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Sour. I'll teach him "Tis certainly Mr. Rigaut, my botary; I know who it is, let him come io. Could he find no time but this to bring me money? Plague take the blockhead!
Enter DANCING-MASTER and his FIDDLER. Sour. This is not my man. Who are you, with your compliments ?
Dan. Mast. (Bowing often) I am called Rigaudon, Sir, at your service.
Sour. (To Jenny.) Have not I seen that face somewhere before ?
Jenny. There are a thousand people like one another.
Sour. Give it to me I would faio know who taught Clarissa to fold a letter thus. What contains it?
Jenny. (Aside, while he unfolds the letter.) A lover, I believe, never complained of that before.
Sour. (Reads.) “Every body says I am to marry the most brutal of men. I would disabuse them; and for that reason you and I must begio the ball to-night.” She is mad!
Dan. Mast. Go on, pray Sir.
Sour. (Reads.) “You told me you cannot dance; but I have sent you the first man in the world."
(Sourby looks at him from head to foot.)
Sour. (Reads.) Who will teach you in less than an hour enough to serve your purpose." I learn to dance!
Dan. Mast. Finish, if you please.
Sour. “And if you love me, you will learn the Allemande.” The Allemande! I, the Allemande! Mr. the first man in the world, do you know you are iu some danger here?
Dan. Mast. Come, Sir, in a quarter of an hour, you shall dance to a miracle!
Sour. Mr. Rigandon, do you know I will send you out of the window if I call my servauts ?
Dan. Mast. (Bidding his man play.) Come, brisk, this little
prelude will put you in humour; you must be held by the hand : or have you some steps of your own?
Sour. Unless you put up that d-d fiddle, I'll beat it about your ears.
Dan. Mast. Zounds, Sir! if you are thereabouts, you shall dance presently — I say presently.
Sour. Shall I dance, villain ?
Dan. Mast. Yes. By the heavens above shall you dance. I have orders from Clarissa to make you dance. She has paid me, and dance you shall; first, let him go out. (He draws his sword, and puts it under his arm.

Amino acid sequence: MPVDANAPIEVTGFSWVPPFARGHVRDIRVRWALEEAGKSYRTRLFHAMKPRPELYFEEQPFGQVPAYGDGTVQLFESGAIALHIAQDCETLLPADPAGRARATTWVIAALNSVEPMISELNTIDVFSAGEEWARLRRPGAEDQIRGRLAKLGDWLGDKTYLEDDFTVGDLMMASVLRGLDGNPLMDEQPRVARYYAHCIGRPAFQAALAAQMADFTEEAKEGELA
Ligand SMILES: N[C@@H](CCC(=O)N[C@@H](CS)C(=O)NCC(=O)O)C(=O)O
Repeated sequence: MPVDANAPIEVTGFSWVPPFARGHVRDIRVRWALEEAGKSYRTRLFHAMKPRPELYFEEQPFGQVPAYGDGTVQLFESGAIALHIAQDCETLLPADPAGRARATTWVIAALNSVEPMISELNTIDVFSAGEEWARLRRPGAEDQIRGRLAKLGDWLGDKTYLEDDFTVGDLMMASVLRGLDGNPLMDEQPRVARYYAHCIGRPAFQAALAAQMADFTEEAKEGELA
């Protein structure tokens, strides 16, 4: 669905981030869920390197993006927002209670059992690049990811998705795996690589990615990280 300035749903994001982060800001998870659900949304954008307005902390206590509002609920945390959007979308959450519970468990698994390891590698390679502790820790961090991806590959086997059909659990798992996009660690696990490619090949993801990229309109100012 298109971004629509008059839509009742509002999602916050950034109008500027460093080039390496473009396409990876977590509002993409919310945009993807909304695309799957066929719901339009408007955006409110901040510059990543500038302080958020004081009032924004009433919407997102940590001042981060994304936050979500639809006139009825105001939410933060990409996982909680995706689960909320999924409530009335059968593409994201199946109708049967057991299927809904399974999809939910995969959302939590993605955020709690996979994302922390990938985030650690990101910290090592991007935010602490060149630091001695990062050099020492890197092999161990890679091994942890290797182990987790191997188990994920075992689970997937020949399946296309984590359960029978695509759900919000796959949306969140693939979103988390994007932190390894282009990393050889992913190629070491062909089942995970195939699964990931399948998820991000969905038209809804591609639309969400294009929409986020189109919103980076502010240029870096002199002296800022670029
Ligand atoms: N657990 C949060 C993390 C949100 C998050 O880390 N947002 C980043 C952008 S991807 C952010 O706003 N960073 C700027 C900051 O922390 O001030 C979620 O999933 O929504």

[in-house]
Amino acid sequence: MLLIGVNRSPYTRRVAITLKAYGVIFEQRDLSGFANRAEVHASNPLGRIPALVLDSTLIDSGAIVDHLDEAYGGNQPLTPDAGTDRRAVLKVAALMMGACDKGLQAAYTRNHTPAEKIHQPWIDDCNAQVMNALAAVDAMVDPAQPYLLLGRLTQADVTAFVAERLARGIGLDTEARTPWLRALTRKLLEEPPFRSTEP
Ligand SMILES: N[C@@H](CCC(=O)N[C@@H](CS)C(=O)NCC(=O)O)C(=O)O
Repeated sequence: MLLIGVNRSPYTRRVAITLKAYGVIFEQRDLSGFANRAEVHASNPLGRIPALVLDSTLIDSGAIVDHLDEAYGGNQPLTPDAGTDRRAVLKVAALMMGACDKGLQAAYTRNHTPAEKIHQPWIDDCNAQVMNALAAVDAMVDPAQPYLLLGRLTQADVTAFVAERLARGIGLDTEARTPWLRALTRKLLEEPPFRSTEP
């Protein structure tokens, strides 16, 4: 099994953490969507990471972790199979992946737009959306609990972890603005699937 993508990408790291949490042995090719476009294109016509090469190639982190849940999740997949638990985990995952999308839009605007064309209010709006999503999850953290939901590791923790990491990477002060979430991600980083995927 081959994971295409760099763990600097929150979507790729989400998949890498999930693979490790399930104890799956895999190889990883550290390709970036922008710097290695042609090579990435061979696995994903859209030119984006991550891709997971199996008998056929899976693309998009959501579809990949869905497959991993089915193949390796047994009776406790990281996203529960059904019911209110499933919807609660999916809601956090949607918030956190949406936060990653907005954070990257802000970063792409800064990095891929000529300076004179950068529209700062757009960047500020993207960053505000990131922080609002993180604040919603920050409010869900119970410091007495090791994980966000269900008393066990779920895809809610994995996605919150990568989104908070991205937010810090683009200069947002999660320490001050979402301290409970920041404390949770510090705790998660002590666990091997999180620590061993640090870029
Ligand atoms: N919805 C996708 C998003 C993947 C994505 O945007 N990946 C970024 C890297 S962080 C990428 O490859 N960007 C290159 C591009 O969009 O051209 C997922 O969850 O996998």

Sour. Ah! I 'in dead. What a madmap has this woman sent me!
Jenny. I see I must interpose. Stay you there, Sir; let me speak to him; Sir, pray do us the favour to go and tell the lady, that it's disagreeable to my master.
Dan. Mast. I will have him dance.
Sour. (Taking her aside.) Yes, tell him that when he will, without costing him a farthing, I'll bleed and purge him his bellyfull.
Dan. Mast. I have nothing to do with that; I 'll have him dance, or have his blood.
Sour. The rascal! (muttering.)
Jenny. Sir, I can't work upon him; the madman will not hear reason; some harm will happen
we are alone.
Jenny. Aye, you may cry for help; do you know that all your neighbours would be glad to see you robbed and your
throat cut? Believe me, Sir, two Allemande steps may save your life.
Sour. But if it should come to be known, I should be taken for
Jenny. Love excuses all follies; and I have heard say that when Hercules was in love, he spun for Queen Omphale.
Sour. Yes, Hercules spun, but Hercules did not dance the Allemande.
Jenny. Well, you must tell him so; the gentleman will teach you another.
Dan. Mast. Will you have a minuet, Sir?
Dan, Mast. What then? the trocandy, the tricotez , the rigadon? Come, choose, choose.
Sour. No, no, no, I like none of these.
our. Yes, a serious one, if there be apy-but a very serious dance.
Dan. Mast. Well, the courante, the bornpipe, the brocane, the saraband?
Sour. No, no, no!
Dan. Mast. What the devil then will you have? But make haste or death!
Sour. Come on then, since it must be so; I 'll learn a few steps of the -- the
Dan. Mast. What of the the
Dan. Mast, You mock me, Sir; you shall dance the Allemande, since Clarissa will have it so, or
[He leads him about, the fiddle playing the Allemande. Sour. I shall be laughed at by the whole towo if it should be known. I am determined, for this frolic, to deprive Clarissa of that invaluable blessing, the possession of my person.
Dan. Mast. Come, come, Sir, move, move. (teaching him.)
Dan. Mast. One, two, three! (teaching.)
Enter WENTWORTH. Oh! brother, you are come in good time to free me from this cursed bondage.
Went. How! for shame brother, at your age to be thus foolish.
Sour. As I hope for mercy
Went. For shame, for shame practising at sixty what should have been finished at six.
Dan. Mast. He's not the only grown gentleman I have had in hand.
Went. Brother, brother, you 'll be the mockery of the whole city.
Sour. Eternal babbler! bear me; this curs'd confounded villain will make me dance perforce.
Sour. Yes; by order, he says, of Clarissa; but since I now find she is unworthy, I give her up renounce her for ever. [The young couple enter immediately after this declaration, and
finding no farther obstruction to their union, the piece finishes with the consent of the Grumbler, “in the hope," as he says, “that they are possessed of mutual requisites to be the plague of each other."]